Co. Lit. 143 a. "Remainder," in legal Latin, is remanere, coming of the Latin word remaneo ; for that it is a remainder or remnant of an estate in lands or tenements, expectant upon a particular estate created together with the same at one time.

Co. LIT. 18 a. And yet in several persons by act in law, a reversion may be in fee simple in one, and a fee simple determinable in another by matter ex post facto; as if a gift in tail be made to a villein, and the lord enter, the lord hath a fee simple qualified, and the donor a reversion in fee. But if the lord infeoffe the donor, now both fee simples are united, and he hath but one fee simple in him. But one en w ear fee simple cannot depend upon another by the grant of the party; as not bide if lands be given to A., so long as B. hath heirs of his body, the on a remainder over in fee, the remainder is void.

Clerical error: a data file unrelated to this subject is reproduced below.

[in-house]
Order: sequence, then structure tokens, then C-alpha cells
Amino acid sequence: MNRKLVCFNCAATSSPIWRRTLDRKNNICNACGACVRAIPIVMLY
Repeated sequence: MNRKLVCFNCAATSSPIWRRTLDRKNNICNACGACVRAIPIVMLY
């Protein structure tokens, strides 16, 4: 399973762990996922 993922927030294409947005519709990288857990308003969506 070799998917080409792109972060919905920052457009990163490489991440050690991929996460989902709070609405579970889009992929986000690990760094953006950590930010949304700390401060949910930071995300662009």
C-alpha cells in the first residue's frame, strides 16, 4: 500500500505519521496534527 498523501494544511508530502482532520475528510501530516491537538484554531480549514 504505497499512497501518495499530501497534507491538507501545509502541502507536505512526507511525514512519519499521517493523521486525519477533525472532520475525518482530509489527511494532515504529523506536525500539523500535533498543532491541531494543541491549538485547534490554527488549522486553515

2 Inst. 505. But yet tenant for life, and tenant in tail are not wholly excluded by force of these words [in fee simple] out of this Statute (Quia emptores, c. 3], for where the whole fee simple passeth out of the feoffor, there this Act extendeth to estates for life and in tail; as if an estate for life or in tail be made of land, the remainder in fee, there then tenant for life or in tail shall hold de capitali domino by force of this act, but otherwise it is when a reversion remaineth in the donor or lessor.

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LIT. S$ 241, 242, 265, 277, 280-282, 287, 292, 294, 309, 319, 321. Parceners are of two sorts, to wit; parceners according to the course of the common law, and parceners according to the custom. Parceners